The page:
But the student billing clerk told Spalding it would cost $28,000 instead of $7,000 because undocumented students couldn’t get in-state tuition.

Spalding raged at the clerk and stormed off.

“I was very angry,” he said, sheepishly. “It was not my finest moment.”

With Spalding by her side, though, Gonzalez went to Lipscomb University and secured scholarships. Spalding kicked in some money.

‘It’s a moral thing’

And Gonzalez was left with only $4,000 a year to pay, an amount she earned through babysitting and a part-time job at a department store.

Gonzalez, 26, finished in four years and did her student teaching at her alma mater, Hillwood High School, which later hired her full time after she graduated.

High school principal Stephen Scheaffer said he is thrilled to have a bilingual alumna for a teacher.

“We’ve seen her really, really flourish with our students and families,” Scheaffer said.


“She works with students with the most severe disabilities, and she’s been great about connecting with parents and making sure she understands the needs of the students, sometimes day to day.”

In the meantime, Spalding found out about another bright undocumented teenager who wanted to be a doctor. But that teen started flipping burgers after he graduated high school.

So Spalding took him to Cumberland University in Lebanon, and the university president agreed to accept the teen as long as Spalding paid the tuition.

“I said, ‘Great!'” Spalding said.

More:Advocates raise more than $100,000 to send Dreamers to college

“Then my wife, the CFO of the family, said, ‘You’re retired with no income and two kids in college. Do you think maybe since there are 8,000 of these kids that you should get someone to help you with this?”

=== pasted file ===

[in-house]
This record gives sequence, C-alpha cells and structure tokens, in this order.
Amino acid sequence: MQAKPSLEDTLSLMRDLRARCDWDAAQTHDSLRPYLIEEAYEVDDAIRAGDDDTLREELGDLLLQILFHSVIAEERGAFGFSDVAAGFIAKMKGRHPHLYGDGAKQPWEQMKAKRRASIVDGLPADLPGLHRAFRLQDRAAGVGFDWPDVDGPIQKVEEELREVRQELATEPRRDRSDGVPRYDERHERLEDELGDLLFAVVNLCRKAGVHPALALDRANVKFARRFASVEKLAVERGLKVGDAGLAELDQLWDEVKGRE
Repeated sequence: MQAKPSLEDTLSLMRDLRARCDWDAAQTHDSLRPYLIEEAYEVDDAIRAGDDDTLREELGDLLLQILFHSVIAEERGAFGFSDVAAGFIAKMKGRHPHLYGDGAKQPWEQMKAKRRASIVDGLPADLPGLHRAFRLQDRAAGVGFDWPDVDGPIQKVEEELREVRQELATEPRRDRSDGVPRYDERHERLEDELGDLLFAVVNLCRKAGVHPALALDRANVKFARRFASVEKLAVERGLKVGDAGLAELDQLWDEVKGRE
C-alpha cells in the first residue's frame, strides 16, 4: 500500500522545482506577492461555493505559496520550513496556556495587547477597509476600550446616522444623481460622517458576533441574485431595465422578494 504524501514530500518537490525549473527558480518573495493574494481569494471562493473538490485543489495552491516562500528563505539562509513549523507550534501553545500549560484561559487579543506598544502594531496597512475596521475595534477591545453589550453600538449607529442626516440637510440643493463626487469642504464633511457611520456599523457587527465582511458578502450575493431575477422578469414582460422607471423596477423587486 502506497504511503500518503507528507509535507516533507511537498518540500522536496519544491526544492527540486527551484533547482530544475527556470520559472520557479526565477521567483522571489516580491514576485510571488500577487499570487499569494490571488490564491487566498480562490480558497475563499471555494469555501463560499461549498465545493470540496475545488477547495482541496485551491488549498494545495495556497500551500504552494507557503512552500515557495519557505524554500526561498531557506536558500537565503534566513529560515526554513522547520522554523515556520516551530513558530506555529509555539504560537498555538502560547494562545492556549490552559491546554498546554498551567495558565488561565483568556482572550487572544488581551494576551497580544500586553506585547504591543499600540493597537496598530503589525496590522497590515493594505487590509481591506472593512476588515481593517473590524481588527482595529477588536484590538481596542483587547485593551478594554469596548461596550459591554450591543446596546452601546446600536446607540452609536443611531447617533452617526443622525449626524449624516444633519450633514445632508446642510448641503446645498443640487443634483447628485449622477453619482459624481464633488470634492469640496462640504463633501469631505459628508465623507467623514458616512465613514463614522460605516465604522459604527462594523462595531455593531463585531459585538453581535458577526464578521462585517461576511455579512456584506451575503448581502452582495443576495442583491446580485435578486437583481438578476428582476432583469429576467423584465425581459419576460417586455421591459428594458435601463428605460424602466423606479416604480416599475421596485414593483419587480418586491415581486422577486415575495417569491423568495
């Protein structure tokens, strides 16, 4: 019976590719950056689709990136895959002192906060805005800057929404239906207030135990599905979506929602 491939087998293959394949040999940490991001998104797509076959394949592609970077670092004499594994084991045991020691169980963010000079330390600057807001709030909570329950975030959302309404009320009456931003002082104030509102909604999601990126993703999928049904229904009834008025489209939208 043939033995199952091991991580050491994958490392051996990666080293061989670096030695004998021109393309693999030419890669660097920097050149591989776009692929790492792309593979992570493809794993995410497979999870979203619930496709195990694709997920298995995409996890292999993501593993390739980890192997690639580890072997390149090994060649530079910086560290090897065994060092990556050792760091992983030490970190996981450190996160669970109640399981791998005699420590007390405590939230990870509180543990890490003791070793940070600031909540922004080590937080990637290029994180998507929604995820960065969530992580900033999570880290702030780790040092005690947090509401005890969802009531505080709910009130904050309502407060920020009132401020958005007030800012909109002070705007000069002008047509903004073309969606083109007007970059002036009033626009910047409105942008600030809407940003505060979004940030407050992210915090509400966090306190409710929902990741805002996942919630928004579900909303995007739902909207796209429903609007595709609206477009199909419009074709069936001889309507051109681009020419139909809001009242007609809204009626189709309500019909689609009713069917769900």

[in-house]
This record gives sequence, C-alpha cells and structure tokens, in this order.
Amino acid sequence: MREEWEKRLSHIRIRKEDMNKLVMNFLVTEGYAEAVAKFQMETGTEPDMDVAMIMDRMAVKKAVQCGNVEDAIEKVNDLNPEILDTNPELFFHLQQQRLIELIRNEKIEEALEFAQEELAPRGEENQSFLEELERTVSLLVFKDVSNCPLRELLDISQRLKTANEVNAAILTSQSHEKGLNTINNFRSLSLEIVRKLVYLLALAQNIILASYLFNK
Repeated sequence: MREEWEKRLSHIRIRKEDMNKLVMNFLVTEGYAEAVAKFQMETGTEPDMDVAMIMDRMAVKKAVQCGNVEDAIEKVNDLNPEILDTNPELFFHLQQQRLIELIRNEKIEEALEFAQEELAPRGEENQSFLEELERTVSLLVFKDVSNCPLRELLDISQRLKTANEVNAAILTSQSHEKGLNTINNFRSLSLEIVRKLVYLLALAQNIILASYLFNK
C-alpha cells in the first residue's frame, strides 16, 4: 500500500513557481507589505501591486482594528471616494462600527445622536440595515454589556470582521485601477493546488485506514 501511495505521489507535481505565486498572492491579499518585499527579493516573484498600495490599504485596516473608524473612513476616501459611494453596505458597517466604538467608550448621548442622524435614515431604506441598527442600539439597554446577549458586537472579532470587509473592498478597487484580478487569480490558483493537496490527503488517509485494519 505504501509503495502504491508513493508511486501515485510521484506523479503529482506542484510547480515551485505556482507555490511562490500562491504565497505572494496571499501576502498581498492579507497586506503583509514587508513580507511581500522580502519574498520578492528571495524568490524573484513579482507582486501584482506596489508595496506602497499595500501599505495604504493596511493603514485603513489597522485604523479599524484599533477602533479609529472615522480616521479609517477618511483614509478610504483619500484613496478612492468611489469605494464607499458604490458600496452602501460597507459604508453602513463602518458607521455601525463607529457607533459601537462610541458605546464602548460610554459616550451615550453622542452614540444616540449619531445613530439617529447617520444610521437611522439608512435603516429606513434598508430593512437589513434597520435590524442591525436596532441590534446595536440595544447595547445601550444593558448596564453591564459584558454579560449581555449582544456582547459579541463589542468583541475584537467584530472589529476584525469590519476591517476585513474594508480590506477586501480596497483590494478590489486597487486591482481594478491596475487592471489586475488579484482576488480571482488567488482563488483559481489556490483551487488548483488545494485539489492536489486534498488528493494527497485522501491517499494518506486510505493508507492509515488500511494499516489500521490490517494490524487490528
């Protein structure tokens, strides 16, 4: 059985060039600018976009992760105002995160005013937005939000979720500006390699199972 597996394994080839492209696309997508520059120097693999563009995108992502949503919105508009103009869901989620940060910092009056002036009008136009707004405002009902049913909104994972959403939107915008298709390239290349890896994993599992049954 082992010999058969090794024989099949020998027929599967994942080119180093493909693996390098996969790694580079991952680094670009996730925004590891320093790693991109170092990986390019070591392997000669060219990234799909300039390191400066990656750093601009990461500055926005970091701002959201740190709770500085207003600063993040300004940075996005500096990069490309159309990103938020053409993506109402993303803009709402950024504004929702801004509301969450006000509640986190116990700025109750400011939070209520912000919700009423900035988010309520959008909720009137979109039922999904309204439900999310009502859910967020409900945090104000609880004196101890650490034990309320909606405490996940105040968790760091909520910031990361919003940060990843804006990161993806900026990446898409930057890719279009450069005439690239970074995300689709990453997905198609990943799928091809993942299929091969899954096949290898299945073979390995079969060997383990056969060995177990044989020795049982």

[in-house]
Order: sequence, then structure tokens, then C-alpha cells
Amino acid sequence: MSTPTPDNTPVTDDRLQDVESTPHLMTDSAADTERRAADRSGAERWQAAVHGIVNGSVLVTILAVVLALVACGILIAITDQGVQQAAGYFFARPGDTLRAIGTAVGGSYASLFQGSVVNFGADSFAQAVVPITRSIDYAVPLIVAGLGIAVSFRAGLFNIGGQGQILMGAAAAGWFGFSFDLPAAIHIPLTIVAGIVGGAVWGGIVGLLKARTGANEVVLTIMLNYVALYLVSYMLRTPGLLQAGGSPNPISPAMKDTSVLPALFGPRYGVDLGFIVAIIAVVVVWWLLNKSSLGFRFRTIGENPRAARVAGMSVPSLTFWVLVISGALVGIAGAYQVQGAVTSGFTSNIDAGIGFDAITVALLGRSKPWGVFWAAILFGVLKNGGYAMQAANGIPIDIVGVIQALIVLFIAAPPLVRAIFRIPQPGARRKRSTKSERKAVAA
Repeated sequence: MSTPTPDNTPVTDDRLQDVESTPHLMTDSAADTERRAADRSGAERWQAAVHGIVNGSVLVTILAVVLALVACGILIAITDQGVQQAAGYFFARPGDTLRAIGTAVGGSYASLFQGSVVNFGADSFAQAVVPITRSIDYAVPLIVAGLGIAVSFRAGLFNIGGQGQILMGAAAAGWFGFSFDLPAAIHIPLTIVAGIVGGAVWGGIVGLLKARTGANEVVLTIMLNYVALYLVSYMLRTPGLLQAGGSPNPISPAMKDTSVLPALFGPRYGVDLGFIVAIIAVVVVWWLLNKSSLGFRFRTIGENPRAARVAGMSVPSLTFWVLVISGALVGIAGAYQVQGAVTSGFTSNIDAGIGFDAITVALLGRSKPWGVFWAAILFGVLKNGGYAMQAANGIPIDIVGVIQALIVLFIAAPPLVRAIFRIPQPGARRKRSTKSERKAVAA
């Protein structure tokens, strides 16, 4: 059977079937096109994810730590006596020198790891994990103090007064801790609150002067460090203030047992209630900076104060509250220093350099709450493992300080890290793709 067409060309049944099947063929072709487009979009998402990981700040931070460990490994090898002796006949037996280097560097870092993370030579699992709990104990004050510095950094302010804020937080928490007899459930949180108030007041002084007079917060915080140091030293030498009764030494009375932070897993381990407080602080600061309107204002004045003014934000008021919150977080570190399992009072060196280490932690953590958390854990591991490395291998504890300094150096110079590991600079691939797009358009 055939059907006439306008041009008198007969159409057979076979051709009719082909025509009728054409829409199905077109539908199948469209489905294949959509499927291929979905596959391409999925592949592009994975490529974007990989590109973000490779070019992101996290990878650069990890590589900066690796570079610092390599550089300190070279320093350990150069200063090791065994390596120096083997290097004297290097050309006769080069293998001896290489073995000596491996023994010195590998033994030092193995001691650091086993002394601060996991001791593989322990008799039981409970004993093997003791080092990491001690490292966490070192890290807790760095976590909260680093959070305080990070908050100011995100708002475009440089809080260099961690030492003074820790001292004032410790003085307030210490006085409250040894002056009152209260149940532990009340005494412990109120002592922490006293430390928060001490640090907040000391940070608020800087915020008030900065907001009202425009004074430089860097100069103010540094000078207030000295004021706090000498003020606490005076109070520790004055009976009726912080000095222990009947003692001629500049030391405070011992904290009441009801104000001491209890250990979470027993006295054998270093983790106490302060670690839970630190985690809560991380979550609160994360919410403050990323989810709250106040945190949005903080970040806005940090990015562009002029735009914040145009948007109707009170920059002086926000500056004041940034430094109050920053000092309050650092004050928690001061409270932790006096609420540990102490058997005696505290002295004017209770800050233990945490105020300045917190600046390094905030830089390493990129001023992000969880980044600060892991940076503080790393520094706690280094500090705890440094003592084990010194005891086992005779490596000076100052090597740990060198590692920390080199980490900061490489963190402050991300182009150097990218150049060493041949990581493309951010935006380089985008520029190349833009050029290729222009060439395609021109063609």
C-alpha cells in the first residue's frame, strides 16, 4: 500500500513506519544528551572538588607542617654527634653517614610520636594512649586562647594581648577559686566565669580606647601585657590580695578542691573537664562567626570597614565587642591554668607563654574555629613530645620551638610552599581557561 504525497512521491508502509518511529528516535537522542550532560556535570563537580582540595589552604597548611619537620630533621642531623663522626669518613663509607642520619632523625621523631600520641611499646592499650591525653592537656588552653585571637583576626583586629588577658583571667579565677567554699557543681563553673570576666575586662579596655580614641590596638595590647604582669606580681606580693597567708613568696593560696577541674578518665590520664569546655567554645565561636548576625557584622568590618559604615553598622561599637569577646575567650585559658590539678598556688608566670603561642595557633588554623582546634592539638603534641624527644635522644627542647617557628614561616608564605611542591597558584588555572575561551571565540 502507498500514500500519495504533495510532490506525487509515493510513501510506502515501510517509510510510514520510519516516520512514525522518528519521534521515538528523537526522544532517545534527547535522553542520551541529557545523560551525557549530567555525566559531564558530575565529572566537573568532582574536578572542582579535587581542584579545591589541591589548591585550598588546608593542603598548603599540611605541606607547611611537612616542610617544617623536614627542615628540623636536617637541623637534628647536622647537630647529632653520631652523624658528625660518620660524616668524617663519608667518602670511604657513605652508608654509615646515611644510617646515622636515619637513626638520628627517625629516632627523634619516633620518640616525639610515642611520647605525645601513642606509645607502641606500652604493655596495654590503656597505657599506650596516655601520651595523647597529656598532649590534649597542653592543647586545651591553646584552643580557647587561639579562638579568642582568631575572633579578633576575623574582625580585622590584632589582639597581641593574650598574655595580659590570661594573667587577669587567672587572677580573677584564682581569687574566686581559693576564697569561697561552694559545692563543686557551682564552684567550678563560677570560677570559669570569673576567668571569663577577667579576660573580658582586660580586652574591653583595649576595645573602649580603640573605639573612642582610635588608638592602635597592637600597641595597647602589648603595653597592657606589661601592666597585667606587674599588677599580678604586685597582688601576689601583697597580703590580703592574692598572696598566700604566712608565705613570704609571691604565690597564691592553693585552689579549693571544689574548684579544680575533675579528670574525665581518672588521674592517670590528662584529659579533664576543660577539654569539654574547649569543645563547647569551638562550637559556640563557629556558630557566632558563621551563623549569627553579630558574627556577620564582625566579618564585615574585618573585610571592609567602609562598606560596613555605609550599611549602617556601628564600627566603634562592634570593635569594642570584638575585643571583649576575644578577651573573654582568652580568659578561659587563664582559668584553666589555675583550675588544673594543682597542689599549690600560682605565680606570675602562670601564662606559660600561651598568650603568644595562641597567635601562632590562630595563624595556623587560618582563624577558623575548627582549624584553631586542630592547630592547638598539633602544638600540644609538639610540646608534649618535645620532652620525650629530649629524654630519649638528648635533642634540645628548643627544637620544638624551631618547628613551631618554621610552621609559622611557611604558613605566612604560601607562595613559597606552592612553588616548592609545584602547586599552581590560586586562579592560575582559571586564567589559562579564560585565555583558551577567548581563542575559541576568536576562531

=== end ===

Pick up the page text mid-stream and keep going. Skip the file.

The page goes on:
Spalding contacted a lawyer and set up the Equal Chance for Education in 2014. The agency has signed up 20 Tennessee colleges and universities — including Fisk, Lipscomb and Trevecca Nazarene universities — to keep tuition to $10,500 a year for its ECE students.

And ECE pays 60% of the bill for the students it accepts. The agency considers academic achievement, career goals and financial need when evaluating students.

So far, 132 students have graduated with help from Spalding’s nonprofit, which has an annual budget around $2.5 million.

He is excited and emotional about being able to provide the same shot at college that his mentor gave him decades ago.

“This to me is not a political thing at all, it’s a moral thing,” Spalding said.

His benefactor, Clancy Ballenger, died in his native Spartanburg, S.C., in 2003, never knowing Spalding would pay forward the shoe salesman’s kindness.

The Tennessean found and contacted one of Ballenger’s five children this week.

His middle child, Elizabeth “Libbo” Ballenger Wise, said she was very moved to find out her dad’s generosity inspired an agency that has helped send more than 400 teens to college.

“It’s so beautiful it makes me want to weep,” Wise, 68, said on the phone from her home in Spartanburg. “I can’t tell you what this means to me. I can’t wait to tell my sister.

“To my father, education was everything.”

Reach Brad Schmitt at or 615-259-8384 or on Twitter @bradschmitt.

Applications are due March 15

What: The next round of partial scholarships from Equal Chance for Education allowing Tennessee students to go to college for $4,000 a year

Participating schools: Lipscomb University (Nashville), Trevecca Nazarene University (Nashville), Fisk University (Nashville), Cumberland University (Lebanon), University of Memphis, Christian Brothers University (Memphis), Milligan College (Elizabethton), East Tennessee State University (Johnson City), Carson Newman (Jefferson City), Maryville College, Tennessee Wesleyan University Chattanooga, Southern Adventist College (Collegedale) and Sewanee: The University of the South.

Criteria: Academic achievement, attainable career goals and financial need, to be considered without regard to citizenship status

To apply: Visit

Next deadline: March 15, 2022

To donate: Visit